Anyone who played Milton Bradley's Don't Break the Ice game while they were growing up should be able to grasp the object of Splash Lake fairly quickly. In that classic board game, players took turns tapping a hammer on a grid of white plastic blocks to try to knock them out of place without bringing on the collapse of the entire battlefield.
This is Splash Lake, TTI's crazy CD-ROM title. As Ozzie the ostrich, you must peck at the blocks that float upon the lake and try to cause the collapse of the playfield - or at least the parts that you aren't currently standing on. Pursued by all sorts of loony enemies, threatened by a strict time limit and armed with nothing more than a sharp beak and the ability to jump over creatures, Ozzie certainly has his work cut out for him. If you own a TurboTap and a spare controller, you can get help from another ostrich in a two-player cooperative contest.
After every ten levels, there's a new episode in a series of brief animated intermissions called "Ostrich Theater." Many of the game's options - from the color of the ostriches to the pattern on the blocks - can be changed and the built-in battery backup of the TurboGrafx-CD saves your game automatically each time you play.
Splash Lake's colorful graphics are definitely deceiving. Certain levels are so simply designed that it's hard to believe they'd give you any trouble - yet, somewhere around Stages 3-10, things start to get really challenging. There aren't any real puzzles in the game, but the patterns of the different enemies constantly force you to come up with new strategies at the drop of a hat.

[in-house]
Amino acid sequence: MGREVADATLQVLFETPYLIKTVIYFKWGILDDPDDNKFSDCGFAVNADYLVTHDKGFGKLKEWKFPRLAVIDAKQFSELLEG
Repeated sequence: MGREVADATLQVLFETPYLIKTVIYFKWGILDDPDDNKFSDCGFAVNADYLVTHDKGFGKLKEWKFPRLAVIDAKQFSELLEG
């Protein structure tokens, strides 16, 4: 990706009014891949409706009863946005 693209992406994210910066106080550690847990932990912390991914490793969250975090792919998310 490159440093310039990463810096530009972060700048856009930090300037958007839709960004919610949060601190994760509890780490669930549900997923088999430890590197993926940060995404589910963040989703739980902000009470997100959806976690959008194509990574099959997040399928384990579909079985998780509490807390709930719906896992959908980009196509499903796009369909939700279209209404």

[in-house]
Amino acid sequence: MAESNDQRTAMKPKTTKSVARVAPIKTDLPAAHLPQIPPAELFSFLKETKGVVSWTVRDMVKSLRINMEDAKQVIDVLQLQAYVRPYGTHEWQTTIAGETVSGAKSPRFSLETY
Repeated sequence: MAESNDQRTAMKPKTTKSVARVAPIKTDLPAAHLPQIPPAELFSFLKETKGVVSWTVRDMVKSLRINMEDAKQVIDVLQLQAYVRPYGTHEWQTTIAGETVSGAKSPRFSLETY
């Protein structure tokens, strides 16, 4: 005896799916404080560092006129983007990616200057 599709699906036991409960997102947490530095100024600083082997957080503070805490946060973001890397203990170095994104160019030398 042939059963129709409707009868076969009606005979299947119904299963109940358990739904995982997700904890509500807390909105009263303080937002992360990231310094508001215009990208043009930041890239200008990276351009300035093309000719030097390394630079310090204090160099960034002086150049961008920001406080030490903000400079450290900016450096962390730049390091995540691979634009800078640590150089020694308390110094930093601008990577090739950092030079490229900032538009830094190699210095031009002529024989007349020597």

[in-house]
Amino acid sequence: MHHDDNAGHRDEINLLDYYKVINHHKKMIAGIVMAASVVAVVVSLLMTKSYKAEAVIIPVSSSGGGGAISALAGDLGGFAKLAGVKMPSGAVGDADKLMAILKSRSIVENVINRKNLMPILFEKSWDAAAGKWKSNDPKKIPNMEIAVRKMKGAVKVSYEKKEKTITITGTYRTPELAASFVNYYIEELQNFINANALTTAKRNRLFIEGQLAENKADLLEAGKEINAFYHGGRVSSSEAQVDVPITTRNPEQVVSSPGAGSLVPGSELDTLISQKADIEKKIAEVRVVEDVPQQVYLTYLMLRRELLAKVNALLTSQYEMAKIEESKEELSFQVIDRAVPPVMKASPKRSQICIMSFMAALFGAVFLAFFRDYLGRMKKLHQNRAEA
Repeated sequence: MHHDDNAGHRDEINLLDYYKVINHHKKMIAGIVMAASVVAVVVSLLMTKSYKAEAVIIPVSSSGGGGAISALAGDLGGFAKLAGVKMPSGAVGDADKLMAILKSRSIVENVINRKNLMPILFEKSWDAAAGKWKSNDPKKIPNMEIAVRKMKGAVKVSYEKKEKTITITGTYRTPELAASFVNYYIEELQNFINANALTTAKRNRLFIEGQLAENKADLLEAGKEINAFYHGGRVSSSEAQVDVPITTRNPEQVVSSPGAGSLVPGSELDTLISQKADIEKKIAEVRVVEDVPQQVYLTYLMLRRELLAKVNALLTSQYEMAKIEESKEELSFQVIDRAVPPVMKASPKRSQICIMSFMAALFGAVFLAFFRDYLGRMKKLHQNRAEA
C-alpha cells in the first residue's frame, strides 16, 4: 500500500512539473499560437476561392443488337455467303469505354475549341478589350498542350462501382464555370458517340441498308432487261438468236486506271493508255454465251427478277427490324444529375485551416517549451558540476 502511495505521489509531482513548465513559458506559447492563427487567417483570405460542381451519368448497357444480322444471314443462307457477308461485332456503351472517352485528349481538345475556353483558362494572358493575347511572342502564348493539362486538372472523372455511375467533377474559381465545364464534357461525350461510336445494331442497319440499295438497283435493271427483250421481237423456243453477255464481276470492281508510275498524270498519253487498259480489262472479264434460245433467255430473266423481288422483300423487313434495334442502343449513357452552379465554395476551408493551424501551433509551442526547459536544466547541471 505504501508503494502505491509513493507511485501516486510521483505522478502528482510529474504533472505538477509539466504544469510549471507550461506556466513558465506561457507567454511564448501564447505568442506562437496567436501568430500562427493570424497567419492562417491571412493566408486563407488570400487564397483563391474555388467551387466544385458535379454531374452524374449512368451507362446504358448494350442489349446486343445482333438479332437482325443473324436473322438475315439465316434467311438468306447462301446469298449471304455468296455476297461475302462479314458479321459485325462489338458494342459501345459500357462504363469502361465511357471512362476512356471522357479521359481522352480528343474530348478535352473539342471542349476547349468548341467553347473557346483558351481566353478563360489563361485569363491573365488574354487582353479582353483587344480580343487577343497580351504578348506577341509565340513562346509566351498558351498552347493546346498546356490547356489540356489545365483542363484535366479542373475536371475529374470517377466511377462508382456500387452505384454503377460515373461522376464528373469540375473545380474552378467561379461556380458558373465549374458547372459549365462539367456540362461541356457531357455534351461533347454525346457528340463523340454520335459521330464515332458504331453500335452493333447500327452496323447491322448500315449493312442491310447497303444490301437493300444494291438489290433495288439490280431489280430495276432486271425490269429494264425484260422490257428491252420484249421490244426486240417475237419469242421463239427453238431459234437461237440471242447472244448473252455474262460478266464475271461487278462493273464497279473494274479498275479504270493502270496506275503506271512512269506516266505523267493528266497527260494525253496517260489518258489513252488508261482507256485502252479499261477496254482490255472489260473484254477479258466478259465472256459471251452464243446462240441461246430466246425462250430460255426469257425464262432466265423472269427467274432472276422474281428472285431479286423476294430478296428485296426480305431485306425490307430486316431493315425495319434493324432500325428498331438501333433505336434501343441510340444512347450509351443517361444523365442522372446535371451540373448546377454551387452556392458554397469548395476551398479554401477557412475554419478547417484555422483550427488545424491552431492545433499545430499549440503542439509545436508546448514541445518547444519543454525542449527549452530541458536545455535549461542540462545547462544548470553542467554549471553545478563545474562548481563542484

Much more than anything else, I really am surprised that the vast storage capacity of the CD-ROM was not used to supply the game with more than 60 levels. Boy, with all of that space, you'd think that the designers would have dreamed up a few hundred screen designs - or at least included a "construction set" that would allow the player to design and play his or her own levels. To put it more bluntly, Splash Lake looks and plays like a HuCard. Was the full CD-ROM treatment really necessary?
To put all of these confusing issues aside, let's just say that the virtually percussion-free Danny Elfman-inspired CD background music is a nice "extra" that makes Splash Lake a hair better than it would have been on a HuCard. If nothing else, it's important to note that being released as a CD-ROM seems to have had little or no adverse effect on the game's suggested retail price.
If Defunct Games handed out awards for the best one-screen-at-a-time-cute-puzzle-game-with-goggle-eyed-characters
-running-around-on-blocks-surrounded-by-water ... well, that'd be Irem's Kickle Cubicle, the underrated NES game that has also appeared on the PC Engine. But Splash Lake would definitely rate a close second, and its engaging game play and innocent charm makes it a winner in my book.